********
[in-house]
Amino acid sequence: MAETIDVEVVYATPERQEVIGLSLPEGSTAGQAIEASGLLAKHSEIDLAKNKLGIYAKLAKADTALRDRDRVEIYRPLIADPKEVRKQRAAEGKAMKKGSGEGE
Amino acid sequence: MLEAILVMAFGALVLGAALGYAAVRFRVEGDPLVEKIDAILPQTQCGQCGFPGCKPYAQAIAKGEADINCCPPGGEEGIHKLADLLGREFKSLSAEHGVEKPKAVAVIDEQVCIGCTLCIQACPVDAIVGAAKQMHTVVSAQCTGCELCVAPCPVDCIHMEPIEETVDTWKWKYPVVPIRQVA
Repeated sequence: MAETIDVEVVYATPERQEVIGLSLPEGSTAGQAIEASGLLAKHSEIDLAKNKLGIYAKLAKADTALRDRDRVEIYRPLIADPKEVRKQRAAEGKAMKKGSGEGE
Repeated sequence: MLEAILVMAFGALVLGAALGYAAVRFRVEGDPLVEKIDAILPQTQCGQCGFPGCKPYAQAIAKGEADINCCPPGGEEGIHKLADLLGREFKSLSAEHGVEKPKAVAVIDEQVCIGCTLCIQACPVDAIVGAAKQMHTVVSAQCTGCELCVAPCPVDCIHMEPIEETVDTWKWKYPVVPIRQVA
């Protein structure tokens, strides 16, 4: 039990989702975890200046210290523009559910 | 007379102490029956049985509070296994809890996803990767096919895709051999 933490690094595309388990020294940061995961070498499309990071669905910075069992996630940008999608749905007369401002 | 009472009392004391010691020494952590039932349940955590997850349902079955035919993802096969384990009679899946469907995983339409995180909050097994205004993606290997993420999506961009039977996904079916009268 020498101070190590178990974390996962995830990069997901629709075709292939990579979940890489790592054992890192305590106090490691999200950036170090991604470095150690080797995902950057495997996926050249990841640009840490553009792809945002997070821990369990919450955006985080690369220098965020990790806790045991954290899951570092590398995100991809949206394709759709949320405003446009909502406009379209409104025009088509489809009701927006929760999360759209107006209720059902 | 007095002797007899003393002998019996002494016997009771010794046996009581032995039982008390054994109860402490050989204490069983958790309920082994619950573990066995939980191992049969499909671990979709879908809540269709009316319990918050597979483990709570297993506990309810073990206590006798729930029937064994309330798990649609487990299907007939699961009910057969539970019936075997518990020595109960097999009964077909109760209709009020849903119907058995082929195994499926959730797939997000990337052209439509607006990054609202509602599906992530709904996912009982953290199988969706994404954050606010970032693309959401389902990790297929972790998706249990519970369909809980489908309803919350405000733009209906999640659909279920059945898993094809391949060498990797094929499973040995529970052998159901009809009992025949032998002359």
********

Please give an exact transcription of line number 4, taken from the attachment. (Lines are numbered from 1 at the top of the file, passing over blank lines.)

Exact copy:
Repeated sequence: MAETIDVEVVYATPERQEVIGLSLPEGSTAGQAIEASGLLAKHSEIDLAKNKLGIYAKLAKADTALRDRDRVEIYRPLIADPKEVRKQRAAEGKAMKKGSGEGE